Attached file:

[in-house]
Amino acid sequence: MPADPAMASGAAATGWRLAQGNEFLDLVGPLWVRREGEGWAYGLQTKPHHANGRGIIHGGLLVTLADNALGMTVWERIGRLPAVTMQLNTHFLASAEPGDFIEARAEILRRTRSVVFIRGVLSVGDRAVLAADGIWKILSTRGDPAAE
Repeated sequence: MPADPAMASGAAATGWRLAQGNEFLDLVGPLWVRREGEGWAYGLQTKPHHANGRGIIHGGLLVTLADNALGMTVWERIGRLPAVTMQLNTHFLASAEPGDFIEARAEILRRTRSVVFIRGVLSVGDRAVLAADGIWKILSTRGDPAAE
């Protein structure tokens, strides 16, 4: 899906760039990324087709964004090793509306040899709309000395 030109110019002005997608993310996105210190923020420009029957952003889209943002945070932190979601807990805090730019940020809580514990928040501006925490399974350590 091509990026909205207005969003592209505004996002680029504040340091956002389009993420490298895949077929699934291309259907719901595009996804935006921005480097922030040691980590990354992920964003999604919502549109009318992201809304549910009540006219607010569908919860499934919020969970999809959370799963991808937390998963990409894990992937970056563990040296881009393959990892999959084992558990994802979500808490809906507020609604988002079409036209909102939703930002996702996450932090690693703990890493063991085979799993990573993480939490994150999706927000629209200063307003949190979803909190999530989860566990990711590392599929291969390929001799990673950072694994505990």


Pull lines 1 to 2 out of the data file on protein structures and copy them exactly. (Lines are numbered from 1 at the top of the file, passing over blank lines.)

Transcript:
[in-house]
Amino acid sequence: MPADPAMASGAAATGWRLAQGNEFLDLVGPLWVRREGEGWAYGLQTKPHHANGRGIIHGGLLVTLADNALGMTVWERIGRLPAVTMQLNTHFLASAEPGDFIEARAEILRRTRSVVFIRGVLSVGDRAVLAADGIWKILSTRGDPAAE